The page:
To make up for lost time and boost production after the ITLOS ruling, Tullow Oil and its partners are considering a second drilling rig for the TEN oil fields, after mobilising the Maersk Venturer rig which commenced drilling earlier in the year.
Two wells, the company said, have already been drilled and that a third is ongoing, with production from the first well expected to commence early in the second half of the year.
The joint venture partners expect to spend over US$500million of capital in Ghana in 2018.
Visiting for Tullow’s investor forum for Ghanaian shareholders, its Group CEO, Paul McDade, told the media in Accra, that the budget could increase if the second rig is brought on board
From April 2015 to September 2018, when it ruled on the maritime boundary dispute between Ghana and La Cote D’Ivoire, ITLOS restricted the TEN field to the 11 wells it started up with, against a planned 24 wells.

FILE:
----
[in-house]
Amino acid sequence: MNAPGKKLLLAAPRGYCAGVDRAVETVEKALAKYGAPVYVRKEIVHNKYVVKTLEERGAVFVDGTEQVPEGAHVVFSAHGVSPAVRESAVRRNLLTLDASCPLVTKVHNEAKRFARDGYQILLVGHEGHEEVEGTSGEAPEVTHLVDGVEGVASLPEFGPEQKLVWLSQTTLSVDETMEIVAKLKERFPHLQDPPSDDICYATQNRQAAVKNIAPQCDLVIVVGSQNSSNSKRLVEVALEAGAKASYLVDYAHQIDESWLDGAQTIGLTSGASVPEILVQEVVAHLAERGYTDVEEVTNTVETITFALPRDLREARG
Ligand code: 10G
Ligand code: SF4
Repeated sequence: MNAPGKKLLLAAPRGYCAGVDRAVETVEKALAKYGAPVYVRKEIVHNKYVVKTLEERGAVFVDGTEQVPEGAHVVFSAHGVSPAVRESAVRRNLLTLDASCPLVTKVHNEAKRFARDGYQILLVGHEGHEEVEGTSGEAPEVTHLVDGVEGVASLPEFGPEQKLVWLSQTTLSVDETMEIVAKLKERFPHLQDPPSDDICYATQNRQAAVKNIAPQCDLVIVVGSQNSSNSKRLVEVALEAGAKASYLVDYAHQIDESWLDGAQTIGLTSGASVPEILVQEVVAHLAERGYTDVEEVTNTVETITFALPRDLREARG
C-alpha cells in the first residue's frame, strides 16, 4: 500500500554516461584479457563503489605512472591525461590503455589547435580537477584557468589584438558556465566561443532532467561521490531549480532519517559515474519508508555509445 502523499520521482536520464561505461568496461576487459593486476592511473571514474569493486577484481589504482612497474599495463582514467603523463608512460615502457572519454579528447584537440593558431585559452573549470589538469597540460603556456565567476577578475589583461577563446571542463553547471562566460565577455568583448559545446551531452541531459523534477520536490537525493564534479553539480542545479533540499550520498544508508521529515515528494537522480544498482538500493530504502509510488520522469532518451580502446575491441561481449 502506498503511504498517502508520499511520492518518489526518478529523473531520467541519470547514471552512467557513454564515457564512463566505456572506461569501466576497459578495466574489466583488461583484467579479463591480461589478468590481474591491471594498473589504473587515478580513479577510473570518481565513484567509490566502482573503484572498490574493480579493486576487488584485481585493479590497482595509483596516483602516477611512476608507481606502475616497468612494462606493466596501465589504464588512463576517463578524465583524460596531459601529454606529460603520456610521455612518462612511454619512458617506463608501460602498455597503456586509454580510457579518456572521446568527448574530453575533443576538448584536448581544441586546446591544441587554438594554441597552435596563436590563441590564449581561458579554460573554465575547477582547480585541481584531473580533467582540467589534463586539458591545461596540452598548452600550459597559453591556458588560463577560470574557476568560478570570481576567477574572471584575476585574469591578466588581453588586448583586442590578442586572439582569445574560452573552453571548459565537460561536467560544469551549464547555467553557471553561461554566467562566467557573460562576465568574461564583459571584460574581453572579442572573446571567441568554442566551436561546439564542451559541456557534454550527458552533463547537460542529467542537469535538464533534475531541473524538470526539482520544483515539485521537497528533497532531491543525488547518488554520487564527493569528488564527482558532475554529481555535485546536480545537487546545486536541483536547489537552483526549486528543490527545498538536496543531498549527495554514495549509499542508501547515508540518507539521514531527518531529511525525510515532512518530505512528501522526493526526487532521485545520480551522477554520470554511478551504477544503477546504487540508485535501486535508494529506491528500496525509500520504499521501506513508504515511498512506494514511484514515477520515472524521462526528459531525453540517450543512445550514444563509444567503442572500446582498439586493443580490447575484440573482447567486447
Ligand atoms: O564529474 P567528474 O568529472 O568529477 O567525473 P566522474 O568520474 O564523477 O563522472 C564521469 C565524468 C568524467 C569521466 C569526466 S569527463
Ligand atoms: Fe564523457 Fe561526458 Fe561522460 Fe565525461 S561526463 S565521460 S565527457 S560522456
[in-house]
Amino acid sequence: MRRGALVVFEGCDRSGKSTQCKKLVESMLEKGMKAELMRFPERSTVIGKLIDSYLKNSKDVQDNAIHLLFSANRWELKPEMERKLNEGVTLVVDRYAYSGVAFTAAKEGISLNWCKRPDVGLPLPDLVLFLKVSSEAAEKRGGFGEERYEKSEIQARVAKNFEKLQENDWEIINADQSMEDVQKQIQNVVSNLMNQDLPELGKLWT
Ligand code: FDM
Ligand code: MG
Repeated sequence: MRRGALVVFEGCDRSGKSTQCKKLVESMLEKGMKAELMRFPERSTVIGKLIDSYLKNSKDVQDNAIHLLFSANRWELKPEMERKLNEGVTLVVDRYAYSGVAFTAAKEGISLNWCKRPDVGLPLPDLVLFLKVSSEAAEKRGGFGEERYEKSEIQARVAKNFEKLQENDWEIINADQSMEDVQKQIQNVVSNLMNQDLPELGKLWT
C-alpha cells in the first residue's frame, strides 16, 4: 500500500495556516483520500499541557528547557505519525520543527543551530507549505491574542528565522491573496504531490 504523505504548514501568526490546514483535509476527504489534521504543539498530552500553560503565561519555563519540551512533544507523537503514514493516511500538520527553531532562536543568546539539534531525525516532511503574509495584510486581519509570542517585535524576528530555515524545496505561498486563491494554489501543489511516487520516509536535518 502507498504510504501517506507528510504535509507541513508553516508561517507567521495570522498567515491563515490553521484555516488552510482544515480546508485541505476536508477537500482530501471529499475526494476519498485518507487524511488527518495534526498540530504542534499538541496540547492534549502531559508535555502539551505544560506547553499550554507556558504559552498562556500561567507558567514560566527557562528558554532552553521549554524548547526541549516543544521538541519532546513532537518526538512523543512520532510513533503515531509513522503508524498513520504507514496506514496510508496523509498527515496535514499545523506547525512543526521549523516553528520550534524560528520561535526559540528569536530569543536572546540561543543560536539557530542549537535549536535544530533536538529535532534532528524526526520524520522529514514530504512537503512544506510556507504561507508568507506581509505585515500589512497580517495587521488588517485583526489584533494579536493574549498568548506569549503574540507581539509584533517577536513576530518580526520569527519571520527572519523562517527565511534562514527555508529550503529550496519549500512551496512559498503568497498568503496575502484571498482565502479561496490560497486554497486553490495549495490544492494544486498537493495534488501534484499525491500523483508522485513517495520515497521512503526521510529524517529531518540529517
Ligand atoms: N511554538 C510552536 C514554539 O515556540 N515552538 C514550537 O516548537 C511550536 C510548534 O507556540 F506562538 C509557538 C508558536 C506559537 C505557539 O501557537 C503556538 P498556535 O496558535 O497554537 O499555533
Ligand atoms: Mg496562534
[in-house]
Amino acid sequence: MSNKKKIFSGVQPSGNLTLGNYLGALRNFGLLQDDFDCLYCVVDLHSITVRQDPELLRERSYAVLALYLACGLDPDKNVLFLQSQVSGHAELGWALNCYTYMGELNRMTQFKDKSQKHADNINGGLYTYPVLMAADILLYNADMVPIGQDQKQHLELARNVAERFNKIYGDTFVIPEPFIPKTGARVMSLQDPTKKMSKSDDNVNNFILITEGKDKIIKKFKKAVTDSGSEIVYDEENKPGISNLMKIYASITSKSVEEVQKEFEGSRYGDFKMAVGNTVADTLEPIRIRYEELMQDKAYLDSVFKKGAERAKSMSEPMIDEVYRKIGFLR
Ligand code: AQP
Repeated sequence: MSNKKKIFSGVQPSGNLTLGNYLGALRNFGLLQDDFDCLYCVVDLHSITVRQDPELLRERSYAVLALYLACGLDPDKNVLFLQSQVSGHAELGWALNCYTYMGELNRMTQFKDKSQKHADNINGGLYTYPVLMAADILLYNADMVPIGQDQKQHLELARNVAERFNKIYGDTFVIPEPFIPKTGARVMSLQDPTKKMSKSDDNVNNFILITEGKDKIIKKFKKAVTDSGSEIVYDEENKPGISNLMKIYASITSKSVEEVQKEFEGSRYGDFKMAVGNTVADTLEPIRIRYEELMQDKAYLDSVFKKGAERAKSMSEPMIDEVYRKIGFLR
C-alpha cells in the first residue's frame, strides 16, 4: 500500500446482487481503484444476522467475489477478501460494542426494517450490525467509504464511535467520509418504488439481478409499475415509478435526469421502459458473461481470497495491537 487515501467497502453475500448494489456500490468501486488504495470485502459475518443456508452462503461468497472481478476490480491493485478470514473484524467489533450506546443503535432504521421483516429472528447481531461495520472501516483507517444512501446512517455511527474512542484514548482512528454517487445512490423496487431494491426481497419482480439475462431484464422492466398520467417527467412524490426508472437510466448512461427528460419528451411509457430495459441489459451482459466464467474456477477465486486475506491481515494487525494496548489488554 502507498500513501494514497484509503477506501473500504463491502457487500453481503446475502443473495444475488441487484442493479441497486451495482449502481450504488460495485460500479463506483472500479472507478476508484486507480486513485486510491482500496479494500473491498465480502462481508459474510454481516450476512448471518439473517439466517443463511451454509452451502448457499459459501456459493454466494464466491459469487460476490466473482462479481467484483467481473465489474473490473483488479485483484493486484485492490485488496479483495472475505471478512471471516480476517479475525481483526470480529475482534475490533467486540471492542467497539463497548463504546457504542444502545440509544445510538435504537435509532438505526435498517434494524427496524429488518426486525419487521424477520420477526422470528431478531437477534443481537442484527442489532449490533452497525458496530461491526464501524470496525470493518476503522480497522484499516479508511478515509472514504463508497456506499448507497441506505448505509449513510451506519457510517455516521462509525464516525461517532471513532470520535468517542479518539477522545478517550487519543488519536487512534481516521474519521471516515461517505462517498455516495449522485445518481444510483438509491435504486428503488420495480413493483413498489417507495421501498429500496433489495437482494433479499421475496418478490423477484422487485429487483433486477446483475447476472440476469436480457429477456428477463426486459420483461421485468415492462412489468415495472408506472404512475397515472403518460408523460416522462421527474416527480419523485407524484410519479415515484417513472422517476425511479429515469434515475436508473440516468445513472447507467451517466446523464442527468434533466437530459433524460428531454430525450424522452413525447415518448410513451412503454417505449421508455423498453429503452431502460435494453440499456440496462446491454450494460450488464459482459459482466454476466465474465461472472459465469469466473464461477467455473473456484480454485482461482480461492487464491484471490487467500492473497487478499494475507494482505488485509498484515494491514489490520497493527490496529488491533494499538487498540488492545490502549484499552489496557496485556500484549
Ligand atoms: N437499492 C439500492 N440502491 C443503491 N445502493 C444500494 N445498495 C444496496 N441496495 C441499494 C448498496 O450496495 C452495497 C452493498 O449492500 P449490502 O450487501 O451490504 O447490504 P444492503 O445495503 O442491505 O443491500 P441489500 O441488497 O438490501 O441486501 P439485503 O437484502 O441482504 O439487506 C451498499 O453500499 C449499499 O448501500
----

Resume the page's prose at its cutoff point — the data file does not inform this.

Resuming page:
“One rig, typically, can drill three to five wells a year, if you run it continuously. A second rig just gives you an opportunity to drill more wells,” Tullow Ghana Managing Director, Kweku Awotwi, told the B&FT.
“Oil prices, a year or two ago, were US$50.00 or even less. Now, oil prices are going up and economic conditions are also improving. And so, it is a good time to develop the field,” he said.
Although the company expects 2018 gross oil production from the TEN fields, which has a full capacity of 80,000 barrels per day (bpd), to average 64,000 bopd, it said earlier in the year that the fields had performed consistently above 70,000 bopd.
Tullow, the operator, has 47.18percent equity in the TEN fields, whilst Kosmos, Anadarko and Petro SA hold 17percent, 17percent and 3.82percent stake respectively. The remaining 15percent is held by the Ghana National Petroleum Corporation (GNPC) on behalf of the state.
The Group CEO, Paul McDade, informed the press that as a company that has onshore operations elsewhere in Africa, Tullow would be interested in an onshore prospect in Ghana if its team sees the potential.
He made similar comments regarding government’s plan to launch the country’s first oil licensing round, which is expected to offer about six oil blocks.